Behind The Brand: Airblaster
Airblaster has been synonymous with fun since its inception, and the Portland, Ore.-based outerwear company has stayed true to its original intent of developing creative and functional snowboard apparel and accessories. With its bright colors and vibrant vibes, AB has drawn an ever-expanding loyal following and has cultivated a creative community that feels a whole lot like family.
Not afraid to rock leg bags and pastels, at Airblaster positivity still reigns supreme. Founded in 2002 in pro snowboarder Travis Parker's basement by Parker, Jesse Grandkoski and Paul Miller, the brand has come to represent the less professional side of snowboarding, but continues to house some of the most phenomenal talent ever to strap into a snowboard.
"They're all about flipping out and tweaking your n--- off; that's what I love about them," enthuses team rider Brandon Cocard. "They represent everything I love about snowboarding, and it's like one big family at Airblaster."
Behind The Brand: Airblaster
Airblaster was founded by friends for the riders having the most fun on the mountain. "When you establish a good foundation of positive, likeminded people, it creates a positive feedback loop that grows and feeds itself," says co-founder Jesse Grandkoski.
Snowboarding's core ethos has somewhat dissipated in a corporate landscape that has seen many small businesses fall to the wayside because they haven't had the resources to compete with bigger enterprises. Airblaster has been able to stay the course because they haven't deviated from their guiding mission. Instead of falling victim to competing with corporate-backed companies, Airblaster has defined its own path through creating exciting products and compelling media content.
"It's easy to stay true to your mission when your mission is to have fun snowboarding with your friends," states Grandkoski. "We started with a good ethos that we believed in, and we've built our entire network and company around this. When you establish a good foundation of positive, likeminded people, it creates a positive feedback loop that grows and feeds itself."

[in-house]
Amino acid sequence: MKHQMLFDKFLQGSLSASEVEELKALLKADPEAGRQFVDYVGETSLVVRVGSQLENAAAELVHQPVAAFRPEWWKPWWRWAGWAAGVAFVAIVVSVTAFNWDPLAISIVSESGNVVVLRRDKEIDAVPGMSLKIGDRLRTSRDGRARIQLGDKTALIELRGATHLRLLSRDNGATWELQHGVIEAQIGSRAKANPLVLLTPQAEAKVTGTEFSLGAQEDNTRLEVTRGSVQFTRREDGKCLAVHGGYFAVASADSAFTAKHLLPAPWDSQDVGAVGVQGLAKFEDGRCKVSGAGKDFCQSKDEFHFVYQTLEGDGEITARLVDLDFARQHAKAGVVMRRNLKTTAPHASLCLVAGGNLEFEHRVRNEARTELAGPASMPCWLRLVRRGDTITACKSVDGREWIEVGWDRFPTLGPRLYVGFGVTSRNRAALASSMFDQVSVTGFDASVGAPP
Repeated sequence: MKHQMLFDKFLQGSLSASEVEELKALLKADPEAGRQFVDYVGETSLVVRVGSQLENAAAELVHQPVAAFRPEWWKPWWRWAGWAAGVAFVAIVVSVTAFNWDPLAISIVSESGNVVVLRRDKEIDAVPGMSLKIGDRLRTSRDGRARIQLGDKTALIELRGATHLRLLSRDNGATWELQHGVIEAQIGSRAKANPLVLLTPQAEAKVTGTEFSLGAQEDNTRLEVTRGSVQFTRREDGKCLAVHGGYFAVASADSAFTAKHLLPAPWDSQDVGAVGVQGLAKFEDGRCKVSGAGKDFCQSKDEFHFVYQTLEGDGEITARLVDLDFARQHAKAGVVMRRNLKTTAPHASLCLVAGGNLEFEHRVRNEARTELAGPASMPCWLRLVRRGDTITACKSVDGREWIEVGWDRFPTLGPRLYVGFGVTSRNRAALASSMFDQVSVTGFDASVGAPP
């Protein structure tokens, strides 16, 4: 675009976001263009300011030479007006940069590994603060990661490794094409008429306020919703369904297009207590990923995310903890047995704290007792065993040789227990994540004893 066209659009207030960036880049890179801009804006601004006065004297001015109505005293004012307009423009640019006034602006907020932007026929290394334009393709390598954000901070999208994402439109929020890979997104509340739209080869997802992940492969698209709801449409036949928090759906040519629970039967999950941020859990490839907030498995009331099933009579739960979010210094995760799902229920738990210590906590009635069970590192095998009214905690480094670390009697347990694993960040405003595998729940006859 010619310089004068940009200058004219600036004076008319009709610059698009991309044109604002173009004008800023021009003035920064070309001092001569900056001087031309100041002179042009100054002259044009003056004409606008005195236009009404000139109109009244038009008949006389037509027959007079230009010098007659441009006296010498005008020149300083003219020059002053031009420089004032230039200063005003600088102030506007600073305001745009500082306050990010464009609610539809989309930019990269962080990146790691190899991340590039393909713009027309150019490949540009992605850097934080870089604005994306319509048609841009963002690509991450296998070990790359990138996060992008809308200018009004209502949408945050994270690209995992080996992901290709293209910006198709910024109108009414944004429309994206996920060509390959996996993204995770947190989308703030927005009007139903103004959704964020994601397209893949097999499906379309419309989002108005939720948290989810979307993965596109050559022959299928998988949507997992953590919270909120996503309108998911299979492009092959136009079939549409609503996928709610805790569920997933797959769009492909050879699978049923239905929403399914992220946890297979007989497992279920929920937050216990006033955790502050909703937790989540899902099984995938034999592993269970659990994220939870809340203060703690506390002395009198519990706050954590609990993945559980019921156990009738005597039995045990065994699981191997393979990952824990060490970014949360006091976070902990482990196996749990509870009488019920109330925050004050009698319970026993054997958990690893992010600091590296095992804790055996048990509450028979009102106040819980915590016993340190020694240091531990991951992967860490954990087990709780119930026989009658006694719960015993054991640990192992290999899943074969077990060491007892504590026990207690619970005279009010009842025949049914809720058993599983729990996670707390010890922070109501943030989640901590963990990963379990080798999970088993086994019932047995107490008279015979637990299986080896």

Airblaster doesn't have a million-dollar marketing budget, and most of their customer base has been built through grassroots campaigns like the Home Run series, which follows their team riders around their home mountains. It's a way for Airblaster to connect with their supporters that doesn't involve helicopters or massive private jumps; in other words, Airblaster comes off feeling accessible and inclusive.
"We've got the best customers on the planet; the snowboarders having the most fun are the ones that aren't going to quit snowboarding or slow down anytime soon," claims Grandkoski. "These are the shredders supporting Airblaster and buying our products."
Focused on the customer experience, Airblaster has created a number of products that have resonated with the industry as a whole. They were one of the first companies to release an affordable goggle when goggle prices were skyrocketing, and their base layer, dubbed the Ninja Suit, has become a standard within the snowboard community regardless of company affiliation.
Snowboarding was created out of a need to break free from the homogenized country-club atmosphere that the ski industry had created, and Airblaster has continued to live up to that ambition. As long as snowboarding has companies like Airblaster in the mix, it will continue to cultivate its own original culture. Airblaster understands that snowboarding is more than a sport or way to generate revenue; it's a lifestyle, and they live it.